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When the credits appeared on the movie screen for “Black Swan,” I turned to my sister with my best “shocked and amazed” face. She whispered to me, “I’m glad I never danced in Swan Lake.”
Indeed. This classic ballet takes a complete psychotic turn in the movie. Yet, despite the horrible hallucinations and the terrible paranoia, “Black Swan” is fabulous. And I am not going nuts here.
The gist of the story is Nina Sayers (Natalie Portman) gets chosen to be the star of the New York City Ballet’s production, “Swan Lake.” The catch is, while the pure Nina is a shoe-in for the White Swan, mastering the persona of the evil Black Swan is a challenge. So much in fact, that Nina’s sanity gets deeper and deeper in jeopardy.
It may be a warped version of a classic story, but the movie does ballet proud. It shows just how much work, blood, sweat and tears ballet dancers give to their art. I always thought ballet dancers were among the coolest people on Earth. They are so poised and lithe, delicate but strong. Plus, ballerinas always look beautiful.
Portman certainly fits the bill. The poor ballerina never stands a chance against her mental frailties and Portman never smiles in the movie, but the actress is gorgeous as a rising star in the New York City Ballet Company.
Not only does Portman look the part, but she does a fantastic job bringing her role to life. I can’t imagine it was easy. I read in a magazine that Portman trained heavily for a year to assume the identity of a professional dancer, plus she had to convey mental anguish and madness. Her performance is so strong you will remember it long after leaving the theater.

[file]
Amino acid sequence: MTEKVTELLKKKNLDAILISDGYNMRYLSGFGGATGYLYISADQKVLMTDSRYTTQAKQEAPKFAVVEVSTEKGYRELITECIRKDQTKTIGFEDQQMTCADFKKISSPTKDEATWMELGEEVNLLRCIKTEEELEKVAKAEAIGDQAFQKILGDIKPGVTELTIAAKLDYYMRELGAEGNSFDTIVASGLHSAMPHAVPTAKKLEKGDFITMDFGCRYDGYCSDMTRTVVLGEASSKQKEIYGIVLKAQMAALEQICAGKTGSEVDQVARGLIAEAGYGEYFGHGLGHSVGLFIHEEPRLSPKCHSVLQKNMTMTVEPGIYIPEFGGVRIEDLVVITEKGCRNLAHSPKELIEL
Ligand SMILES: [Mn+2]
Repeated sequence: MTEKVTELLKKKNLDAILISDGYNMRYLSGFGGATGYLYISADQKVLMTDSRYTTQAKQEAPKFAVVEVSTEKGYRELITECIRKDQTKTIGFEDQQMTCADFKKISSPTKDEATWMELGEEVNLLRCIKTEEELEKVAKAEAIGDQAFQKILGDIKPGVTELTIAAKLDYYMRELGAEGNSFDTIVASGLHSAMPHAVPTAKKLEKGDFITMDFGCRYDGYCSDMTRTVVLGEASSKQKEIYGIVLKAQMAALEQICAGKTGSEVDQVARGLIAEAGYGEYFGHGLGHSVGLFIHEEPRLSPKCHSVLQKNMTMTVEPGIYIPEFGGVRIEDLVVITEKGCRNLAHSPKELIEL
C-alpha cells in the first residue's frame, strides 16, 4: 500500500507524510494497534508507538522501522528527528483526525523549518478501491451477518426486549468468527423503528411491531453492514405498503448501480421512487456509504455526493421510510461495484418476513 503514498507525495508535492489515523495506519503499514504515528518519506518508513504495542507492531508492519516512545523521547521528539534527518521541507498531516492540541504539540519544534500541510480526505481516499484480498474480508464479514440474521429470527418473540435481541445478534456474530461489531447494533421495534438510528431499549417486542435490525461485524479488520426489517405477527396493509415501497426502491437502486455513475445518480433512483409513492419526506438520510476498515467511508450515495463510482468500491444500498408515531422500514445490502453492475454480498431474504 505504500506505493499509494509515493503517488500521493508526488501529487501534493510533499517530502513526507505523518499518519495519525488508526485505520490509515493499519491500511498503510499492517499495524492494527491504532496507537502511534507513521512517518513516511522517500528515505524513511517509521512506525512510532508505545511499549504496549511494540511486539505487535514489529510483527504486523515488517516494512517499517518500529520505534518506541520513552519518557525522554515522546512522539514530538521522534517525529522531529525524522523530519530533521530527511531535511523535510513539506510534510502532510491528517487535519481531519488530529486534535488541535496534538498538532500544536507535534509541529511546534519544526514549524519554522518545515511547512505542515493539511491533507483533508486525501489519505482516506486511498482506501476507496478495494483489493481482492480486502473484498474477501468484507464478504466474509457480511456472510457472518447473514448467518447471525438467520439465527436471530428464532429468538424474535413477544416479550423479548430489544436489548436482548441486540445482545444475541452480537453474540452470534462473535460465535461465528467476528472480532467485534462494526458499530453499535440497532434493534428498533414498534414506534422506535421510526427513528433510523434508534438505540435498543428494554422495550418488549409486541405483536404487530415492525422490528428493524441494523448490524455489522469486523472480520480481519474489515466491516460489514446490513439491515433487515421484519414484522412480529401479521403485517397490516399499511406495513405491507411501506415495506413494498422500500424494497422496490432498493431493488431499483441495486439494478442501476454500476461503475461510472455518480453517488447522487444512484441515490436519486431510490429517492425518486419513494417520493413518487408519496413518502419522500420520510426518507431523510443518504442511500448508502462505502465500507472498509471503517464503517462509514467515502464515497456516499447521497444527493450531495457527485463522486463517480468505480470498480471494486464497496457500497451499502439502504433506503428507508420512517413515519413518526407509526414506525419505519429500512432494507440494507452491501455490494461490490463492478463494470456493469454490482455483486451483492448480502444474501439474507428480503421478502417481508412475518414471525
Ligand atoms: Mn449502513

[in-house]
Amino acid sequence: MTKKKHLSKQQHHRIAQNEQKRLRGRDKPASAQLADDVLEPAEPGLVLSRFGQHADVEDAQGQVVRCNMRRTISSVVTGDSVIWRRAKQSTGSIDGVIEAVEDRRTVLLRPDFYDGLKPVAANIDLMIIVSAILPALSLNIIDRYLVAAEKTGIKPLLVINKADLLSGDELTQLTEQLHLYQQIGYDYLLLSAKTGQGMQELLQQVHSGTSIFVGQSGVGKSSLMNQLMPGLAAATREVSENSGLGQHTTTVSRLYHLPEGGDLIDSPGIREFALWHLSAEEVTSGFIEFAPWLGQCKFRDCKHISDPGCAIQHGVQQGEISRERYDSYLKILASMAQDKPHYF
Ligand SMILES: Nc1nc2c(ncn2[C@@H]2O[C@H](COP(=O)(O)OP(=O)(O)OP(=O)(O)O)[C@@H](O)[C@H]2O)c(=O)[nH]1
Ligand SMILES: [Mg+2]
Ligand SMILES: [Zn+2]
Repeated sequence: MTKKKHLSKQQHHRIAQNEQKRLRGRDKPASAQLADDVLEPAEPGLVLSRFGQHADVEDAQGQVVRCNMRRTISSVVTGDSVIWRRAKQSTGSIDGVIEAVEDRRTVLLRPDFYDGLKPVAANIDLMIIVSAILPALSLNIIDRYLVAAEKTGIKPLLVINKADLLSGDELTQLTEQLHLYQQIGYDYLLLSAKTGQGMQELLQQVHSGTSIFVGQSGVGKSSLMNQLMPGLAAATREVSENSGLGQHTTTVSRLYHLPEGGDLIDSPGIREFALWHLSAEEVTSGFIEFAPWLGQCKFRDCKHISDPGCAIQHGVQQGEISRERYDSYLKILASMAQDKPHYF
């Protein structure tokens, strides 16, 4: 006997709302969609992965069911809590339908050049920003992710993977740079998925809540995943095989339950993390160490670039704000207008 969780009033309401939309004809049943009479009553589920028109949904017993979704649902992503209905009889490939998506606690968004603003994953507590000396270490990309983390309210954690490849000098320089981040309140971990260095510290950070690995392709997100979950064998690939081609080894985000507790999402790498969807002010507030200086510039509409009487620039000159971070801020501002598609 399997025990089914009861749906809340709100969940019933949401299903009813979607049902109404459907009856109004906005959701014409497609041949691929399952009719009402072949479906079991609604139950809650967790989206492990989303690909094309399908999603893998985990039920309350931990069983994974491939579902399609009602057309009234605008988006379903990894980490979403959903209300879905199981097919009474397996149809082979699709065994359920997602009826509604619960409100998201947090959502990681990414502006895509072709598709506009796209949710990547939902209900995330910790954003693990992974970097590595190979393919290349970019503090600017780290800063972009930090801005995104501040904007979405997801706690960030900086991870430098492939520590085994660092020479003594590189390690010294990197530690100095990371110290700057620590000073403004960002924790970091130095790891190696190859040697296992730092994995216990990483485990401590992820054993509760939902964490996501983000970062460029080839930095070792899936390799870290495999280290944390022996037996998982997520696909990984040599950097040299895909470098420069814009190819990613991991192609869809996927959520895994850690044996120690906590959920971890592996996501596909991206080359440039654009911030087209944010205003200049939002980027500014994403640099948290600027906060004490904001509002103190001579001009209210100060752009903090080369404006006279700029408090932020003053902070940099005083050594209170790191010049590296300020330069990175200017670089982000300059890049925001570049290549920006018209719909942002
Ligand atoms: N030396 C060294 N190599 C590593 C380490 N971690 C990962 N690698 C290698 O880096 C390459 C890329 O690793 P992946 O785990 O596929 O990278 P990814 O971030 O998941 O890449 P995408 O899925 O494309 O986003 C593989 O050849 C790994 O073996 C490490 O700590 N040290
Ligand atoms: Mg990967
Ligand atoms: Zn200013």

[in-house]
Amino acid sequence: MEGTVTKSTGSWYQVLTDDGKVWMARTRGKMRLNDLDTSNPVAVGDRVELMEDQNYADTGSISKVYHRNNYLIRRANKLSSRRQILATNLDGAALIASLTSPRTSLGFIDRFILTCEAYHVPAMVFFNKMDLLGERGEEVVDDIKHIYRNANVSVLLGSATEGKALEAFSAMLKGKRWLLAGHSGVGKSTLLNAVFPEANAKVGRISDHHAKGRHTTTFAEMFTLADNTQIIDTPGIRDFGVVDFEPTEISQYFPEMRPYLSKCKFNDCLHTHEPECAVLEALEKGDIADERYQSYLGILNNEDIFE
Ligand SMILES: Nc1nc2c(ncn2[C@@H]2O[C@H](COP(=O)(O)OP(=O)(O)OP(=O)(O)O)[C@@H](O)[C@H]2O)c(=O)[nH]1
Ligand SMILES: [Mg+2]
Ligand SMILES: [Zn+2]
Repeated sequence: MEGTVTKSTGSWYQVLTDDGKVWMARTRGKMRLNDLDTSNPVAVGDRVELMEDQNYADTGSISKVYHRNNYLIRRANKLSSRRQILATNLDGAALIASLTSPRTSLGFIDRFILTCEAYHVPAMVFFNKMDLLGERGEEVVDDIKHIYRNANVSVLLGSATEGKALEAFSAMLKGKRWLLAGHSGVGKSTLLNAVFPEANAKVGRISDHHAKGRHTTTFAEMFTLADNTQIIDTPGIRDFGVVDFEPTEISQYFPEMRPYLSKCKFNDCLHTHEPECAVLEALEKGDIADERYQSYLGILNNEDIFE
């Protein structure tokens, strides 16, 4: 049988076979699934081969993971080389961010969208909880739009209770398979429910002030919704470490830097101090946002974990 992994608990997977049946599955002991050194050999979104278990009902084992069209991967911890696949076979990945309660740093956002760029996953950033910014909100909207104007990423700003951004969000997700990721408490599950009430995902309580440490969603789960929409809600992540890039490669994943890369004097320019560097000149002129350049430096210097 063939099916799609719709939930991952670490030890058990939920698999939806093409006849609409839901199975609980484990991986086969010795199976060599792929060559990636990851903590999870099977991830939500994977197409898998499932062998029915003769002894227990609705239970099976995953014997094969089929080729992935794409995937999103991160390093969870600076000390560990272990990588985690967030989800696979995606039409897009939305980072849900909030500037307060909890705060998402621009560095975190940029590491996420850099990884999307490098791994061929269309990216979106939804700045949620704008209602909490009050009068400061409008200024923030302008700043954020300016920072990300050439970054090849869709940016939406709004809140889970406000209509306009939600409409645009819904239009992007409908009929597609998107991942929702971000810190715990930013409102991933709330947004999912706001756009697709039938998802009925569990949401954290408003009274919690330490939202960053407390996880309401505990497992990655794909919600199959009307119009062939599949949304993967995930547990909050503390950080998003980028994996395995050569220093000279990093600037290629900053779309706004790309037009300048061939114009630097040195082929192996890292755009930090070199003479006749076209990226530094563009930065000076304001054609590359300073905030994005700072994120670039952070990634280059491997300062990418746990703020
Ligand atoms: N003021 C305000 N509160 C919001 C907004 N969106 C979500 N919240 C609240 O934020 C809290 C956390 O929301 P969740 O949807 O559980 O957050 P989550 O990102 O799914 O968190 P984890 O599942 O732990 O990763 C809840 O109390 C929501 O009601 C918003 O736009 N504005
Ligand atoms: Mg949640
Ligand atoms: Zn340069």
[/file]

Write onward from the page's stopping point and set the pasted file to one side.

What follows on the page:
Portman isn’t the only one packing a punch in the film. Mila Kunis, as Lily, is perfect as the rebel dancer. She whips around the stage, her hair flying in all directions rather than being gathered in a neat and tidy bun. Also, she munches on cheesy hamburgers rather than nibbling on parched-looking grapefruit.
Another standout performance is that of Vincent Cassel. He plays the debonair art director with sleazy tendencies. His advice to Nina in nailing her performance as the Black Swan in “Swan Lake,” includes masturbation and seducing him.
It’s not just the acting that is superb in the film. I love the settings. From the gloomy, windowless rehearsal rooms at the ballet company to Nina’s Pepto-Bismol pink bedroom — all of it enhances the weirdness and creepiness of the story.
The story is very creepy. Nina’s hallucinations are filled with gore, violence and vice. Plus, she has an extremely over-bearing and over-protective mother, in addition to a perverted boss and backstabbing co-workers.
“Black Swan” is no happy story, but it is so well told that you will be riveted to the movie theater seat and haunted by its version of a centuries-old ballet.